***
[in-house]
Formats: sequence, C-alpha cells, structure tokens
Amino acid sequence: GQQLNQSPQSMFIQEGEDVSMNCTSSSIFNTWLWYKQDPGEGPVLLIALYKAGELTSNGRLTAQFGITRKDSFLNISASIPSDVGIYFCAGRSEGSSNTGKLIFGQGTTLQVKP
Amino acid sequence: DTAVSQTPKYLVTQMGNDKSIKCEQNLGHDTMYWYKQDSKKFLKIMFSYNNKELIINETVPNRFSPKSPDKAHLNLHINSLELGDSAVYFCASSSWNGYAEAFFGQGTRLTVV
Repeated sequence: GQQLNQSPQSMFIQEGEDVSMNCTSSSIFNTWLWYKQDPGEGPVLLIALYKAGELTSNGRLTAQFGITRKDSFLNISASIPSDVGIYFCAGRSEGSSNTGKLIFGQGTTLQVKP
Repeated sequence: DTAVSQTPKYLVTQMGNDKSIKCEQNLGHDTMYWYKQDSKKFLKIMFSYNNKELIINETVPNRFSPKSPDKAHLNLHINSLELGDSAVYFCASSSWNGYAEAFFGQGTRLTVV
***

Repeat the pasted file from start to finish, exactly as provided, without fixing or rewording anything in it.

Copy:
[in-house]
Formats: sequence, C-alpha cells, structure tokens
Amino acid sequence: GQQLNQSPQSMFIQEGEDVSMNCTSSSIFNTWLWYKQDPGEGPVLLIALYKAGELTSNGRLTAQFGITRKDSFLNISASIPSDVGIYFCAGRSEGSSNTGKLIFGQGTTLQVKP
Amino acid sequence: DTAVSQTPKYLVTQMGNDKSIKCEQNLGHDTMYWYKQDSKKFLKIMFSYNNKELIINETVPNRFSPKSPDKAHLNLHINSLELGDSAVYFCASSSWNGYAEAFFGQGTRLTVV
Repeated sequence: GQQLNQSPQSMFIQEGEDVSMNCTSSSIFNTWLWYKQDPGEGPVLLIALYKAGELTSNGRLTAQFGITRKDSFLNISASIPSDVGIYFCAGRSEGSSNTGKLIFGQGTTLQVKP
Repeated sequence: DTAVSQTPKYLVTQMGNDKSIKCEQNLGHDTMYWYKQDSKKFLKIMFSYNNKELIINETVPNRFSPKSPDKAHLNLHINSLELGDSAVYFCASSSWNGYAEAFFGQGTRLTVV